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The History of the Saucony Shoe Manufacturing Company
Saucony Shoe Manufacturing Company is a footwear company with 111 years of American history. The Saucony brand focuses on running shoes. In 1968 it was bought by another American shoe company called A.R. Hyde & Sons.
By: Jane baron
No discussion of the history of Saucony shoes would be complete without also discussing the history of a shoe store called A.R. Hyde & Sons, which bought the rights to Saucony in 1968. A.R. Hyde & Sons was based on the shores of another river – the Charles River in Cambridge, Massachusetts. It was run by Abraham Hyde who was a Russian immigrant and a cobbler by trade. Hyde began his business by manufacturing “carpet slippers”, which were shoes made out of scraps from old or unused carpets. These shoes were extremely popular in the area. In 1932, A.R. Hyde & Sons first began manufacturing what the company dubbed “pleasure skates”. These ice skates were the first “athletic shoes” ever produced by what would become the modern day Saucony. This line of athletic shoes expanded in 1938 to include baseball shoes, bowling shoes and roller skates.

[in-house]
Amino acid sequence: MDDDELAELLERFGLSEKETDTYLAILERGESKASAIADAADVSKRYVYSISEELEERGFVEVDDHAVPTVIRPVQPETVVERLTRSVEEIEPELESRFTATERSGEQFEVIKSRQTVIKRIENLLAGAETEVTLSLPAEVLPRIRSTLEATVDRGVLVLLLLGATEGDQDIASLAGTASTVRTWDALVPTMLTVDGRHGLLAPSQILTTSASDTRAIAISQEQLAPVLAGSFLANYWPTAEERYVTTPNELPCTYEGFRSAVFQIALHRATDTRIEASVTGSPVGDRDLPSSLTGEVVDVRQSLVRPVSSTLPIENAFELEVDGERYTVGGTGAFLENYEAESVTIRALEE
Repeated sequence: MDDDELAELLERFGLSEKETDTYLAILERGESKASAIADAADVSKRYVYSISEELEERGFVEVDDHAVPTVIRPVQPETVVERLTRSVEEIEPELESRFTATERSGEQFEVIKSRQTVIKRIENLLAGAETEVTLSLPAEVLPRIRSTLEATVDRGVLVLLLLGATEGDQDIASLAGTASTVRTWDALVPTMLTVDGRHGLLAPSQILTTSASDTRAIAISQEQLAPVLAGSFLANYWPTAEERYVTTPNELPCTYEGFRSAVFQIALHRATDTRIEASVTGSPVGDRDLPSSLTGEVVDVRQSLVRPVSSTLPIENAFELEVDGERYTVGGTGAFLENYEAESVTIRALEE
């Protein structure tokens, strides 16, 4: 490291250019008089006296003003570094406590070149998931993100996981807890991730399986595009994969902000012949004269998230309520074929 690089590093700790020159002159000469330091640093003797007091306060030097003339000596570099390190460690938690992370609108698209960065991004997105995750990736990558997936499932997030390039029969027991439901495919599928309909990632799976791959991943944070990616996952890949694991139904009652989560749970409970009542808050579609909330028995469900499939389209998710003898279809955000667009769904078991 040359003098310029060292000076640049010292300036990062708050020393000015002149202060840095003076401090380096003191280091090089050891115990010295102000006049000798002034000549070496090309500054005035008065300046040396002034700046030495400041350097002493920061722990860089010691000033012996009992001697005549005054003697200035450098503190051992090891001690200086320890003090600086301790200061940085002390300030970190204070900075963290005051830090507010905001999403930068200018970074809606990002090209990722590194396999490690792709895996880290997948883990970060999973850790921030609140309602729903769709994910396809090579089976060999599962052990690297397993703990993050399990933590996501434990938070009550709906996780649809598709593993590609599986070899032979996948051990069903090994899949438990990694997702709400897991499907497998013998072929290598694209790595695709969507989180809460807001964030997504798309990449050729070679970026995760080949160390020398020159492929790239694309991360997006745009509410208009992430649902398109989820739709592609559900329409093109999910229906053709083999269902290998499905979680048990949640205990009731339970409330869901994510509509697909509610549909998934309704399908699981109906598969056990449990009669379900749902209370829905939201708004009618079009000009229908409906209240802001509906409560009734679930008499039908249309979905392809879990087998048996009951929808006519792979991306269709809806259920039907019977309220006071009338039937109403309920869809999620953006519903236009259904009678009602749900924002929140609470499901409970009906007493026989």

The owners of A.R. Hyde & Sons changed their merchandise as history changed around them. In 1942, A.R. Hyde & Sons manufactured army boots for the soldiers in World War II, and in the 1960’s the footwear company made shoes for NASA. That’s right, the space boots worn by the first American astronaut to walk in space were A.R. Hyde & Sons originals.
Meanwhile, in Pennsylvania, the Saucony Shoe Manufacturing Company was dedicating itself to running shoes – a dedication that continues to exist today. Hyde eventually purchased the Saucony Company in 1968 and moved its headquarters to Cambridge. Saucony was largely a brand for a small but serious group of runners until 1977 when coverage in a national magazine brought the company national fame. The Saucony Company eventually moved again, this time to Lexington, Massachusetts, but it maintains its focus on high quality running shoes and meeting runners’ specific needs.